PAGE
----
It’s the time of year where school supply lists are being sent to inboxes, mailboxes, and stores, glue sticks, crayons, markers, scissors, and pencils are lining the aisles at every store, just waiting for the mad dash of moms and children to shuffle through them at an alarming rate.
While there is some chaos you can’t avoid during back-to-school season, there are a few things you can do to help ensure that your child starts their school year off on the right foot.
Whether this is your first time sending your little one to (pre)school, or you’ve got some teens in the house, I’m certain these tips will help you out.
Let’s get to it!
Don’t make BIG changes too close to starting at a new school.
Let’s say your little one is able to start preschool, but there are a few stipulations:
- They must be at least 3 years old.
- They must be potty trained.
Potty training is a BIG life event for a little person, and it’s important to make sure your child is fully ready to potty train, both from an emotional perspective and a physical one.
You also want to avoid big changes – like this – too close to another major life event, like starting at a new school.
Ideally, you’d have wanted to potty train your child a few weeks ago to make sure the skill was solidified before sending them to school.
If you have no choice and must potty train ASAP, then make sure you’re ready to hit it hard for a few weeks and pray there’s not a huge regression when they start school. And if that does happen, it’s totally normal! Simply inform the teachers or staff at the school that this is a new skill and you’re continuing to work on it at home. They most likely already know this, because, guess what, there are other kids in the class going through the exact same thing!
There’s never really a great time to do these things, and as parents, you have to do what you have to do. If you need help, I know a girl! 😉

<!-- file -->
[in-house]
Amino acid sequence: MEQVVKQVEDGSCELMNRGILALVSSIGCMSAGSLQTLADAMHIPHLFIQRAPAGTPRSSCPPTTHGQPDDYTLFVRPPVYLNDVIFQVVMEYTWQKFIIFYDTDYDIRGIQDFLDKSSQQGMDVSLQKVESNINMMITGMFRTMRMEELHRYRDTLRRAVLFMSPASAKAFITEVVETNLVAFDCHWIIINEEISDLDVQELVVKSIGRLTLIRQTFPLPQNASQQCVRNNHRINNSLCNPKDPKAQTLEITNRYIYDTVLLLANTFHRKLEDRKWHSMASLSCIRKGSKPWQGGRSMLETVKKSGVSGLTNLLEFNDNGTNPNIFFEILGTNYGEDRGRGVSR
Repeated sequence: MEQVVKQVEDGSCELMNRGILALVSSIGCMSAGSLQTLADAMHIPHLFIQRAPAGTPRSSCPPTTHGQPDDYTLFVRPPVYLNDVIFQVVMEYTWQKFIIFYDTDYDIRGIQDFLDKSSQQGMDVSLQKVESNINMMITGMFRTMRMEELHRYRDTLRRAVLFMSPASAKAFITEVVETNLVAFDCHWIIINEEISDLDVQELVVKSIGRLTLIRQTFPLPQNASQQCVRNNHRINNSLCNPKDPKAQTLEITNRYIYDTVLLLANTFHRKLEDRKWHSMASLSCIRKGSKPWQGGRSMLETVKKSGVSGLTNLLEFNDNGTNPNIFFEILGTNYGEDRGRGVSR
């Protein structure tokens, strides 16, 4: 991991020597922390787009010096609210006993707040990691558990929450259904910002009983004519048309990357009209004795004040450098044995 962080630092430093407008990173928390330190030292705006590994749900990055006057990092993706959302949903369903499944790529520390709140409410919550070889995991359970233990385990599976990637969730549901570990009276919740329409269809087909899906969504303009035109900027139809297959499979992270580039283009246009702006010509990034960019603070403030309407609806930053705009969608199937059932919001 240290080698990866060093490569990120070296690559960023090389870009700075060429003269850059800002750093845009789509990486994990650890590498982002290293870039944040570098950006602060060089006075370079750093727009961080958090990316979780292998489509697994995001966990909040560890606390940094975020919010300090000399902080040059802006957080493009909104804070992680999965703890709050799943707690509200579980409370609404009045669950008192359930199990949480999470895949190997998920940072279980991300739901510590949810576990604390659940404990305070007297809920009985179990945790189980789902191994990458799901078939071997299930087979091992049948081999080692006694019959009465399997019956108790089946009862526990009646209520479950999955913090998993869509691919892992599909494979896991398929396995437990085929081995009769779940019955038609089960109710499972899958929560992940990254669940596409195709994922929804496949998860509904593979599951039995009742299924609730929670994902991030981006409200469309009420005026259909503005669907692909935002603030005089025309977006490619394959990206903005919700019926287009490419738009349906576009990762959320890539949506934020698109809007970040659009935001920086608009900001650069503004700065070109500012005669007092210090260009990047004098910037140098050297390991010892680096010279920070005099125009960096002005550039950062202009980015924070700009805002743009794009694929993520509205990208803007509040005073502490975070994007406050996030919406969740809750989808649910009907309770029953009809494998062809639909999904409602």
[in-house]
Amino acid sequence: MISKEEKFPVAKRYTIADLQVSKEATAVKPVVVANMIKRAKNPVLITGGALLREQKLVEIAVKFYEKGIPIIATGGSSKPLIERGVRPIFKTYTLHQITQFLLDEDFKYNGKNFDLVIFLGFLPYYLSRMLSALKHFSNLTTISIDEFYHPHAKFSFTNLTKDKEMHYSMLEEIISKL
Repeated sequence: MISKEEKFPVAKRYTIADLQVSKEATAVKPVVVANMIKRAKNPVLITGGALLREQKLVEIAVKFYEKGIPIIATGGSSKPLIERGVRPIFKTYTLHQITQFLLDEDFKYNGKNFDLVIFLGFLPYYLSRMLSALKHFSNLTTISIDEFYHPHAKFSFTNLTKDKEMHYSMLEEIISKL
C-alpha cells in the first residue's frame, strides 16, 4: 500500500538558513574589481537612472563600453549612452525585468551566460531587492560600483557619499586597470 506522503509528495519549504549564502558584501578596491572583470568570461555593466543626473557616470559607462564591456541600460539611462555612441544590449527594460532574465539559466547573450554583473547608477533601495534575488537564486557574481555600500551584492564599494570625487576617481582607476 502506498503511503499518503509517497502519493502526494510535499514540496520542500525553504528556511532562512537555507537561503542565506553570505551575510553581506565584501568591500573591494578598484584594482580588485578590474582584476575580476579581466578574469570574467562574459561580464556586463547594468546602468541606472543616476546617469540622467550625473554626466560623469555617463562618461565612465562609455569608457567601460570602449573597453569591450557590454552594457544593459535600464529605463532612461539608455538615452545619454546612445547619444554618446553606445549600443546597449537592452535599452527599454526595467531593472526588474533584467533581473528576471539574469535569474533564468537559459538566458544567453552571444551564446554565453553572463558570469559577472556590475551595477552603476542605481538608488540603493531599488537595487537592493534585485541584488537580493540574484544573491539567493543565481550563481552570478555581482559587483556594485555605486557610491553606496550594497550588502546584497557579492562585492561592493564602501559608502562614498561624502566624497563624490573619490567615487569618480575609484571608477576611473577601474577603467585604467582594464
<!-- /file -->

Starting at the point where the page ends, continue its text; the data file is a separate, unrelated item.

Other BIG life events you’ll want to avoid if possible as your little one is starting at a new school:
- Having a baby
- Sleep training
Make sure sleep is quality.
Your child is about to do a lot of learning. Sleep is one of the most important pillars of their wellbeing that will help them absorb all the new information they’re being presented with at school.
When we sleep, our memories from the day get sorted. Your child’s brain will decide what is important enough to be kept and stored in memory, or to get rid of something – referred to as “pruning”.
If your child is not a good sleeper, there’s a higher chance that they’ll struggle with remembering content from school.
Summer schedules seem to be later. I’d start focusing on that, and bring your child’s schedule a little earlier. Ideally you’ll be wanting them to be getting about 11-12 hours of sleep at night.
Identify what time they’ll need to be awake to get ready for school, and subtract 11-12 hours from that. THAT is now their bedtime.
For example, my boys need to be up around 6:30/7:00 every morning to get ready for school, so their bedtime is 7:30 at night. Every night.
If your bedtime routine is feeling more like a constant battle rather than a calming and peaceful time of evening, check out our sample bedtime routines by age, for free. This is a great starting point.
You could also get sleep under control by working with a sleep consultant. Trust me, I know how to make it as easy as possible, and can guide you through any scenarios you might run into with your child’s sleep.
Be mindful of the transition and expect regressions.
Going back to school can be a shock to the system, especially if your child had a super lax summer. All of the sudden they’re in a totally structured environment where almost every minute of their day is planned.
They may need to go to bed early the first few weeks.
You may also see both potty training or sleep regressions, especially if they’re at a new-to-them school.
Stay consistent with your routines and expectations and they should get back on track after a week or two, but it’s still important to know that this is normal.
If your child has solid sleep and potty training skills BEFORE starting school, chances are they’ll do just fine.
Have a great school year, everyone!